Select nap times that fit your child's schedule. "Think about your baby's day, and try to time his naps logically," says Dr. Deb Lonzer, MD, chair of the department of regional pediatrics for the Cleveland Clinic Children's Hospital. "Watch your baby for about a week and see if each day starts to have a similar pattern. If so, just follow your baby's lead -- but if not, you should select the nap times." However, Dr. Lonzer notes that it is best to aim for both a midmorning and a midafternoon nap for your child to avoid sleeping difficulties at night.
Whether your baby needs one, two, or three naps a day, it's important to establish a schedule and stick to it. "Babies like consistency," Dr. Lonzer says. "Nap times should be about the same every day." Plus, regular breaks in your day will help you relax and get a little quiet time, as well.
"Babies should nap in their cribs every day so they recognize their surroundings and feel safe," Dr. Lonzer says. If your baby must nap outside of her crib, let her sleep with an item or two that will remind her of her usual bed.
If you are having trouble getting your baby to fall asleep, Dr. Lonzer suggests giving him a warm bath, a little massage, or a tummy rub to help him relax and drift off. "Sometimes playing soft music or white noise such, as rain can be soothing," she says. "Rocking and cuddling can be helpful for babies, and relaxing and enjoyable for parents."
It isn't too difficult to see when a baby is worn out. "Just like us, babies will start to close or rub their eyes when they get tired," Dr. Lonzer says. "They often yawn or pull on their ears as well." One surefire sign your baby needs rest: He'll get fussy and nothing will be able to cheer him up.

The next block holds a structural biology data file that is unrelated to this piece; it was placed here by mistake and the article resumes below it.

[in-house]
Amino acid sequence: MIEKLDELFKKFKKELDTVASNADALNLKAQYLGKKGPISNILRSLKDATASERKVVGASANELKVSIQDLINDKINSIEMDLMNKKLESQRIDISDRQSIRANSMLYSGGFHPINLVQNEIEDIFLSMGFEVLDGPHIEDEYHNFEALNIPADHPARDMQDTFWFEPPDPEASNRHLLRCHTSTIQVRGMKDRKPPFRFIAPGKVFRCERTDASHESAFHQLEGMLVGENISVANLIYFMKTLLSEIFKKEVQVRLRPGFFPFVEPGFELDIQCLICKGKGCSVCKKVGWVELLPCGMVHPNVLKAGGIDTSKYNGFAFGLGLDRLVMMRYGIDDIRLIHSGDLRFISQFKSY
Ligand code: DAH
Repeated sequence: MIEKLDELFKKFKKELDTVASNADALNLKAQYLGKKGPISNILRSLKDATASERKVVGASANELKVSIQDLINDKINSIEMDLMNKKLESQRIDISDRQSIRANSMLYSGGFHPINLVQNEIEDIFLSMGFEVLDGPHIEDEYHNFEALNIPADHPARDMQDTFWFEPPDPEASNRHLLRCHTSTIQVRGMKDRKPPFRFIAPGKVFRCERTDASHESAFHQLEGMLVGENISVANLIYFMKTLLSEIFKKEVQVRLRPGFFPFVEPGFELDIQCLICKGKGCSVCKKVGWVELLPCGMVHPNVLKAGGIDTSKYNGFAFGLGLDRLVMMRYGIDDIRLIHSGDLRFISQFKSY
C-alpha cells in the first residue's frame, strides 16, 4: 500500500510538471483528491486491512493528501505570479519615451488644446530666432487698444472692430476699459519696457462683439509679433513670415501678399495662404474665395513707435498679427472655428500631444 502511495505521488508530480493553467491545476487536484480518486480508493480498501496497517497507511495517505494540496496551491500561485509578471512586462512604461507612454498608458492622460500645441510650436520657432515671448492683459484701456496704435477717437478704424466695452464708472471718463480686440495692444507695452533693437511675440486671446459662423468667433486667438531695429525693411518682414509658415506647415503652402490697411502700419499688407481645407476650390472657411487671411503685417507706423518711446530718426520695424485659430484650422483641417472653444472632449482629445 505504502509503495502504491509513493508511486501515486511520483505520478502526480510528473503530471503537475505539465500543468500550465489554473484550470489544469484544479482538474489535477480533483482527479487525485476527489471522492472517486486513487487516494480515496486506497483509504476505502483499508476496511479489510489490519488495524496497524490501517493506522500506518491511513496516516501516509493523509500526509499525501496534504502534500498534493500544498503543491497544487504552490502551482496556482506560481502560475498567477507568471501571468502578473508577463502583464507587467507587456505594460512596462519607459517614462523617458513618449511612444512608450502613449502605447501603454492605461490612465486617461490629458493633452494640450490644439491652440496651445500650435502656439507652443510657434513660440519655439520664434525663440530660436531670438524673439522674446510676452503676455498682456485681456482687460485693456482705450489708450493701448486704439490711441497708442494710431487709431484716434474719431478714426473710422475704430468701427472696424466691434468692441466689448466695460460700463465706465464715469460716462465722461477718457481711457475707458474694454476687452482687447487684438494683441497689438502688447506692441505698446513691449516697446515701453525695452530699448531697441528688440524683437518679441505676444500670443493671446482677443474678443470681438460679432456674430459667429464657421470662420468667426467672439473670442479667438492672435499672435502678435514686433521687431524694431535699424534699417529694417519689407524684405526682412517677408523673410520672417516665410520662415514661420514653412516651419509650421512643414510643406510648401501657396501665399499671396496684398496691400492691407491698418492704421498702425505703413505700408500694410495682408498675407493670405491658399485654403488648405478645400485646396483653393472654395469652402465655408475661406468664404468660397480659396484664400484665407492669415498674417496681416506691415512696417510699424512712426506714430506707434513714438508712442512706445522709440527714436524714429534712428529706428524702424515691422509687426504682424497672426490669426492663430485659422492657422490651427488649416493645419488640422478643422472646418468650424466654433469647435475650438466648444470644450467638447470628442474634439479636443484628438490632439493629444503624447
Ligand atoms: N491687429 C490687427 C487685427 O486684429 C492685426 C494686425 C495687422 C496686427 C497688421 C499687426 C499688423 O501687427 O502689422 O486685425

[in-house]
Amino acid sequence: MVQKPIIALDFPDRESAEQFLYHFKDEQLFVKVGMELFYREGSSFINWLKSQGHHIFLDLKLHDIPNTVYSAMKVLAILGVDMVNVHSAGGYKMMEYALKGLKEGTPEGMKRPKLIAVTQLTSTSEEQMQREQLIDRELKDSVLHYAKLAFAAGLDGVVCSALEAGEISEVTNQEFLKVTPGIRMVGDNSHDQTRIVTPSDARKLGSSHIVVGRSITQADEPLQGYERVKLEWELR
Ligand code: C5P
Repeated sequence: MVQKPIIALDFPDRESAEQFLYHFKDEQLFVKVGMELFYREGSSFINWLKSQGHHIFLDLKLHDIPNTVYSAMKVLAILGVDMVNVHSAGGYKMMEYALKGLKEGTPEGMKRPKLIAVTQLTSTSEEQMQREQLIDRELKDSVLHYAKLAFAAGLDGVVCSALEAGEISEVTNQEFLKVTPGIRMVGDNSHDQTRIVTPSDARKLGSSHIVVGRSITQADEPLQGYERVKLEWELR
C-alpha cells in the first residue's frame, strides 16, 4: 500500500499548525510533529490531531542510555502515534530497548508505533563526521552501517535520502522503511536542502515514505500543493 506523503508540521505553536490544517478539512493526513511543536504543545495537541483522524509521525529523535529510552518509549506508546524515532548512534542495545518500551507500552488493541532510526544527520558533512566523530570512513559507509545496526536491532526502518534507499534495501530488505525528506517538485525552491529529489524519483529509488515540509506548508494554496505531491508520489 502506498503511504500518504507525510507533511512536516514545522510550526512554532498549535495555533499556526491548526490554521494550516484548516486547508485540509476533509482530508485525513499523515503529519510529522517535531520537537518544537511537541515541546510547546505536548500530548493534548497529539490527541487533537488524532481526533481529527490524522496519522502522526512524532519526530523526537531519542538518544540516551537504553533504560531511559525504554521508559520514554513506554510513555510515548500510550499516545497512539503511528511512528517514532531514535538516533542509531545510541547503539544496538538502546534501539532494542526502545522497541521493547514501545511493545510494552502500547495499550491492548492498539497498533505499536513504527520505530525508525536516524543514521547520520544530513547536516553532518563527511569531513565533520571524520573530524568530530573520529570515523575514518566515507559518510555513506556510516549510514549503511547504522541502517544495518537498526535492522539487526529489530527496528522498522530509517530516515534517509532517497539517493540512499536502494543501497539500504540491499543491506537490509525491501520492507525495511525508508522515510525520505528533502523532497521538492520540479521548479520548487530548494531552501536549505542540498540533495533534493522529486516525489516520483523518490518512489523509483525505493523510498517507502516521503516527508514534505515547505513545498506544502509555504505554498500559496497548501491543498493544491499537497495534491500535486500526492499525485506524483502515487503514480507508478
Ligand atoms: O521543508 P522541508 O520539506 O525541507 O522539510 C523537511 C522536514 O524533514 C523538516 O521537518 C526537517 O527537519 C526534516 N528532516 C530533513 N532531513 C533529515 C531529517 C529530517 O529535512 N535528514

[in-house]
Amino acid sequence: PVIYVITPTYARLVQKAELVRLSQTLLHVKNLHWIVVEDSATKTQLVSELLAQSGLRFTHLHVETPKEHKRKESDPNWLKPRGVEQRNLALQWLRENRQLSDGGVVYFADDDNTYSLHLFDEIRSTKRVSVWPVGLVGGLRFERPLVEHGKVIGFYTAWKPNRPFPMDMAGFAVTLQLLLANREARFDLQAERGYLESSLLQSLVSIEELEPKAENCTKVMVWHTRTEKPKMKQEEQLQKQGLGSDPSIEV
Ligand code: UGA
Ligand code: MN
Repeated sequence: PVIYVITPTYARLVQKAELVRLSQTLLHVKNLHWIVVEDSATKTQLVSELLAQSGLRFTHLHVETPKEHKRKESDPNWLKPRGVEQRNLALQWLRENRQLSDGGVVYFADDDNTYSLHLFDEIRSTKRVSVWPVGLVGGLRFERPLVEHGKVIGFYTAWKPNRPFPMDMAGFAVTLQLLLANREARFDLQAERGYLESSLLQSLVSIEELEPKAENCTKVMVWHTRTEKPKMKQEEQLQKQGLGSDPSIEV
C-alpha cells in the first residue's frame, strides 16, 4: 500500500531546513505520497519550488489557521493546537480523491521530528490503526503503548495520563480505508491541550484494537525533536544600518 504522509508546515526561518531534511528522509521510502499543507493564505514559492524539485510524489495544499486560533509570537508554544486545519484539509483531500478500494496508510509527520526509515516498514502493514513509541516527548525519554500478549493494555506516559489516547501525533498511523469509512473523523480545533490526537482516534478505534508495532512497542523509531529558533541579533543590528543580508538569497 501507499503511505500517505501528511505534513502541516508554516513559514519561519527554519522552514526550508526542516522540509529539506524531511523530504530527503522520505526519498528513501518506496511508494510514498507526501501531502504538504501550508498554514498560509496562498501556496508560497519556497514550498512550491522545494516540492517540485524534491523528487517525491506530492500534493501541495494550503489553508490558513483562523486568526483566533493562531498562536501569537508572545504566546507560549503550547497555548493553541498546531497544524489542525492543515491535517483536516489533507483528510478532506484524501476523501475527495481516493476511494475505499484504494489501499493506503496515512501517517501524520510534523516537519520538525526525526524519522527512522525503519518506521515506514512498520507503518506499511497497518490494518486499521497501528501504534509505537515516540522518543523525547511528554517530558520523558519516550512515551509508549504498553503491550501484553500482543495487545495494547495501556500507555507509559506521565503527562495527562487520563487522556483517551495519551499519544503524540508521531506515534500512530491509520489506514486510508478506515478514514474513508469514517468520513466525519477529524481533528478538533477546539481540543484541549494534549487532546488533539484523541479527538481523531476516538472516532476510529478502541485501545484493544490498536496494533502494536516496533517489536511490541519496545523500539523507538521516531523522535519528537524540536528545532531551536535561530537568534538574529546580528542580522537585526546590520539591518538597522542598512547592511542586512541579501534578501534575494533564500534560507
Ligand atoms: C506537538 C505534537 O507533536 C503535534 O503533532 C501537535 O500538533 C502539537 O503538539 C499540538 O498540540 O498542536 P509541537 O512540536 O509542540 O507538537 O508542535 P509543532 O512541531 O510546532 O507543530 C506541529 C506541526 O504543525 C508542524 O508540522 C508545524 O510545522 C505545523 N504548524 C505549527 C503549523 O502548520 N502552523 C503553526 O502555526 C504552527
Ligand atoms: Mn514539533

Engaging activities and fresh air help tire your baby before nap time. "Take your baby outside in the stroller when you walk, or play on the floor and keep her active," Dr. Lonzer says. Plus, fresh air, colorful toys, and silly games are all good for your baby's health and development.
While staying active is important for your little one, you shouldn't let him become overtired. This is often a problem if your baby is around an older sibling who no longer takes naps. "Remember that older siblings sometimes keep younger kids up playing longer than they should," Dr. Lonzer says. "They mean well, but help them understand that little ones need more rest."
As your baby begins to sleep longer at night, she might need fewer naps during the day. However, Dr. Lonzer says that quiet time every day is still crucial. "Babies need quiet time without external noise and interaction for their growth and development," she says. "Make sure they get at least 30-60 minutes of quiet time a day -- and you get yours!"
Adjust your feeding and bathing times to fit with a good napping schedule, suggests Dr. Lonzer. "Make sure you are not getting your baby highly active right before nap time," she says. "Wind down with a cuddle, feeding, rocking, and a story or a song."
It's not healthy to let your baby nap more than 2-3 hours at a time, as it might negatively affect his sleep at night, Dr. Lonzer says. Gently wake your baby after a couple hours if he's prone to long naps.
Don't stress if your baby simply won't nap. As long as he'll lie quietly in a darkened room for a while during the day -- and he sleeps through the night and is active during the day -- he probably doesn't necessarily need a nap. "This is unusual until kids are older, but some infants and young toddlers need only one nap to get through their day with adequate rest," Dr. Lonzer says.
When in doubt, talk with your pediatrician. Every baby is different and napping routines may vary over time -- there is not one right answer for every child. Dr. Deb Lonzer says not to worry unless your child's total sleep hours aren't adding up, or if sleep is interfering with important activities such as eating and development. Talk with your pediatrician if you're concerned your baby's sleep schedule might not be healthy.
Look for these common signs that your child needs two naps every day, courtesy of Elizabeth Pantley, author of The No-Cry Nap Solution.
Look for these common signs that your child only needs one nap a day, according to the The No-Cry Nap Solution.
Look for these common signs that your child no longer needs a nap but just a quiet rest time during the day according to the The No-Cry Nap Solution.
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